In the case of Anil Kumar v. State of Punjab(2017) 5 SCC 53, it was held by the Hon’ble court that “in terms of sub-section (1) of Section 427 of CrPC, if a person already undergoing a sentence of imprisonment is sentenced on a subsequent conviction to imprisonment, such subsequent term of imprisonment would normally commence at the expiration of the imprisonment to which he was previously sentenced. Only in appropriate cases, considering the facts of the case, the court can make the sentence run concurrently with an earlier sentence imposed. The investiture of such discretion, presupposes that such discretion be exercised by the court on sound judicial principles and not in a mechanical manner. Whether or not the discretion is to be exercised in directing sentences to run concurrently would depend upon the nature of the offence/offences and the facts and circumstances of each case.” Vickyalias Vikas v. State, Cri. Appeal No. 208 of 2020 (Arising out of SLP (cri) No. 4201 of 2019.
Tag Archives: sentence
It was held in Shyam Narain v. State, (2013) 7 SCC 77 as under:
“Primarily it is to be borne in mind that sentencing for any offence has a social goal. Sentence is to be imposed regard being had to the nature of the offence and the manner in which the offence has been committed. The fundamental purpose of imposition of sentence is based on the principle that the accused must realize that the crime committed by him has not only created a dent in his life but also concavity in the social fabric. The purpose of just punishment is designed so that the individuals in the society which ultimately constitute the collective do not suffer time and again for such crimes. It serves as a deterrent. True it is, on certain occasions, opportunities may be granted to the convict for reforming himself but it is equally true that the proportionality between an offence committed and the penalty imposed are to be kept in view. While carrying out this complex exercise, it is obligatory on the part of the court to see the impact of the offence on the society as a whole and its ramifications on the immediate collective as well as its repercussions on the victim.”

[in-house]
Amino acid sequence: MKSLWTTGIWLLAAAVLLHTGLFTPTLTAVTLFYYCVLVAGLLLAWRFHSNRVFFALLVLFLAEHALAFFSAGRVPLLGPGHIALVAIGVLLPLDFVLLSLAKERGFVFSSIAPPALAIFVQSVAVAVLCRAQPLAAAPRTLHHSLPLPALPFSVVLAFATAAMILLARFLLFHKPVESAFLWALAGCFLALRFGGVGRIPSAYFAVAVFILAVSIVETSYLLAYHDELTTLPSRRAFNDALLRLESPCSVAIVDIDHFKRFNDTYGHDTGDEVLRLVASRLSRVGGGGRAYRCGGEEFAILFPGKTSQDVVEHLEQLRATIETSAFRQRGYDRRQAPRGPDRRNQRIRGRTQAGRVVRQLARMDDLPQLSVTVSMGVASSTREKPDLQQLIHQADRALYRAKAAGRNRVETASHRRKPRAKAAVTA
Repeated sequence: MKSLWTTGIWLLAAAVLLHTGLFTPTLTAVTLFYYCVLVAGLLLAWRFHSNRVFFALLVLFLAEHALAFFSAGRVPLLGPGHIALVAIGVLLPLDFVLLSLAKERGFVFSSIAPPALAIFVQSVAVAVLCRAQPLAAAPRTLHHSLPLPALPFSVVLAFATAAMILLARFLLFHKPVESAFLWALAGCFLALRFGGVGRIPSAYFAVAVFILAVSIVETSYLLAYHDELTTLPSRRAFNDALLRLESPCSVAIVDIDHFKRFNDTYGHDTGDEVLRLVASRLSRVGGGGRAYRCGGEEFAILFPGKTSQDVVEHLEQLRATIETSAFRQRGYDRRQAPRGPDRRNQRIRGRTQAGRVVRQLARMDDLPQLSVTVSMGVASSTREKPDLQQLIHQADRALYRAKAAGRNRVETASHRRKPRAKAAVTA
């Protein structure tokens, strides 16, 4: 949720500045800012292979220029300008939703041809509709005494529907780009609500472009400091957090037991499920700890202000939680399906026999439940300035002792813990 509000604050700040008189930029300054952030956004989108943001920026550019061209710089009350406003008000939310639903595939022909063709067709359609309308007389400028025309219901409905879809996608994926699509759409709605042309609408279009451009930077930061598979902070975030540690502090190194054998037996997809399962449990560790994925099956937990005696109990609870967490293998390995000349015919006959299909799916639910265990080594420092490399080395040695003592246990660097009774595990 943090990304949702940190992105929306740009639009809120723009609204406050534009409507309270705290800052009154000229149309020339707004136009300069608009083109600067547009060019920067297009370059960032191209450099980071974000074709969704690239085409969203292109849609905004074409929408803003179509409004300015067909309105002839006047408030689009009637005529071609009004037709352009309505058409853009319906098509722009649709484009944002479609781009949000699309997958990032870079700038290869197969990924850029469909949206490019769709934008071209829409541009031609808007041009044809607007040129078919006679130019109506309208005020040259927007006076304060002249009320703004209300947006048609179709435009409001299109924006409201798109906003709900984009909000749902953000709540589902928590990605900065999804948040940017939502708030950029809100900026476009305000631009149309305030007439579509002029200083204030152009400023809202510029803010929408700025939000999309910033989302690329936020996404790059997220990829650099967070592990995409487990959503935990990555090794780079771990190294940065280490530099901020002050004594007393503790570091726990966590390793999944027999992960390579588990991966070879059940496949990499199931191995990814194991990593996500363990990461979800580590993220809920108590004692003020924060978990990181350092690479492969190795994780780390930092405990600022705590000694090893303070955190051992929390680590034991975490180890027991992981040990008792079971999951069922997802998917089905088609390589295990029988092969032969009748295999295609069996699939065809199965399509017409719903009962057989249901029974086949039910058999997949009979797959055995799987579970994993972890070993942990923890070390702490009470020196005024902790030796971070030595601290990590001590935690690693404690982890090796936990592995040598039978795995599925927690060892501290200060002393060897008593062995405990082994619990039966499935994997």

A remission can be granted under Section 432 CrPC in the case of a definite term of sentence. The power under this Section is available only for granting “additional” remission, that is, for a period over and above the remission granted or awarded to a convict under the Jail Manual or other Statutory Rules. If the term of sentence is indefinite (as in life imprisonment), the power under Section 432 CrPC can certainly be exercised but not on the basis that life imprisonment is an arbitrary or notional figure of twenty years of imprisonment.
Before actually exercising the power of remission under Section 432 CrPC the appropriate Government must obtain the opinion (with reasons) of the Presiding Judge of the convicting or confirming Court. Remissions can, therefore, be given only on a case-by-case basis and not in a wholesale manner. Sangeet v. State of Haryana, (2013) 2 SCC 452